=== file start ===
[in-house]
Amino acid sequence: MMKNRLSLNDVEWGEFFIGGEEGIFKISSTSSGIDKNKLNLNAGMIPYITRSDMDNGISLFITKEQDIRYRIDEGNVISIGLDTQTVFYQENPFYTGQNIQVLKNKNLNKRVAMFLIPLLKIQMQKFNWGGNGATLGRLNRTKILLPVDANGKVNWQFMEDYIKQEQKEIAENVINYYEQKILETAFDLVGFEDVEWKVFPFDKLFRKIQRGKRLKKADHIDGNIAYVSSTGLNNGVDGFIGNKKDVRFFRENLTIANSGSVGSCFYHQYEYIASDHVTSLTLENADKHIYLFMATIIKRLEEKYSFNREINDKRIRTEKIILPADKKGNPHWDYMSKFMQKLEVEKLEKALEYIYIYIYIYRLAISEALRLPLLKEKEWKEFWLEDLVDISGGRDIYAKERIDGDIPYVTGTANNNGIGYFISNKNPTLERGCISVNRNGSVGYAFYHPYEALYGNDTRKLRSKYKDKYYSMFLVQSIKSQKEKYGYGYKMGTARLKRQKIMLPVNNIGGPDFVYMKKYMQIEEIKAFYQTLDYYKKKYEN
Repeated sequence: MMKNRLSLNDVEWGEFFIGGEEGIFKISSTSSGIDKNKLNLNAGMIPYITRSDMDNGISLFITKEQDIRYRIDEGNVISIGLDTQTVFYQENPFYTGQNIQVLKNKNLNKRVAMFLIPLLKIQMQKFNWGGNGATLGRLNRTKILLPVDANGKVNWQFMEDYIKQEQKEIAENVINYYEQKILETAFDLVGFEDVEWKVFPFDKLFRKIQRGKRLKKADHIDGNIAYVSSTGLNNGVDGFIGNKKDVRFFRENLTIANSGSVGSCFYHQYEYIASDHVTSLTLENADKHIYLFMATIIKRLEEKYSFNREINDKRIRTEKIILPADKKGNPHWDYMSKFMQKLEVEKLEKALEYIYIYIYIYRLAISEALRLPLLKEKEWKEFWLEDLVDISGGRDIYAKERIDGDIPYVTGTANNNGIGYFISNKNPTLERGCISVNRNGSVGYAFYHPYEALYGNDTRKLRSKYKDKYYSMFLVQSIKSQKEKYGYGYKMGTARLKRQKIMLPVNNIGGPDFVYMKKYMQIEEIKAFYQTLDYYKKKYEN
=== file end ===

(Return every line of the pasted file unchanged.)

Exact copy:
[in-house]
Amino acid sequence: MMKNRLSLNDVEWGEFFIGGEEGIFKISSTSSGIDKNKLNLNAGMIPYITRSDMDNGISLFITKEQDIRYRIDEGNVISIGLDTQTVFYQENPFYTGQNIQVLKNKNLNKRVAMFLIPLLKIQMQKFNWGGNGATLGRLNRTKILLPVDANGKVNWQFMEDYIKQEQKEIAENVINYYEQKILETAFDLVGFEDVEWKVFPFDKLFRKIQRGKRLKKADHIDGNIAYVSSTGLNNGVDGFIGNKKDVRFFRENLTIANSGSVGSCFYHQYEYIASDHVTSLTLENADKHIYLFMATIIKRLEEKYSFNREINDKRIRTEKIILPADKKGNPHWDYMSKFMQKLEVEKLEKALEYIYIYIYIYRLAISEALRLPLLKEKEWKEFWLEDLVDISGGRDIYAKERIDGDIPYVTGTANNNGIGYFISNKNPTLERGCISVNRNGSVGYAFYHPYEALYGNDTRKLRSKYKDKYYSMFLVQSIKSQKEKYGYGYKMGTARLKRQKIMLPVNNIGGPDFVYMKKYMQIEEIKAFYQTLDYYKKKYEN
Repeated sequence: MMKNRLSLNDVEWGEFFIGGEEGIFKISSTSSGIDKNKLNLNAGMIPYITRSDMDNGISLFITKEQDIRYRIDEGNVISIGLDTQTVFYQENPFYTGQNIQVLKNKNLNKRVAMFLIPLLKIQMQKFNWGGNGATLGRLNRTKILLPVDANGKVNWQFMEDYIKQEQKEIAENVINYYEQKILETAFDLVGFEDVEWKVFPFDKLFRKIQRGKRLKKADHIDGNIAYVSSTGLNNGVDGFIGNKKDVRFFRENLTIANSGSVGSCFYHQYEYIASDHVTSLTLENADKHIYLFMATIIKRLEEKYSFNREINDKRIRTEKIILPADKKGNPHWDYMSKFMQKLEVEKLEKALEYIYIYIYIYRLAISEALRLPLLKEKEWKEFWLEDLVDISGGRDIYAKERIDGDIPYVTGTANNNGIGYFISNKNPTLERGCISVNRNGSVGYAFYHPYEALYGNDTRKLRSKYKDKYYSMFLVQSIKSQKEKYGYGYKMGTARLKRQKIMLPVNNIGGPDFVYMKKYMQIEEIKAFYQTLDYYKKKYEN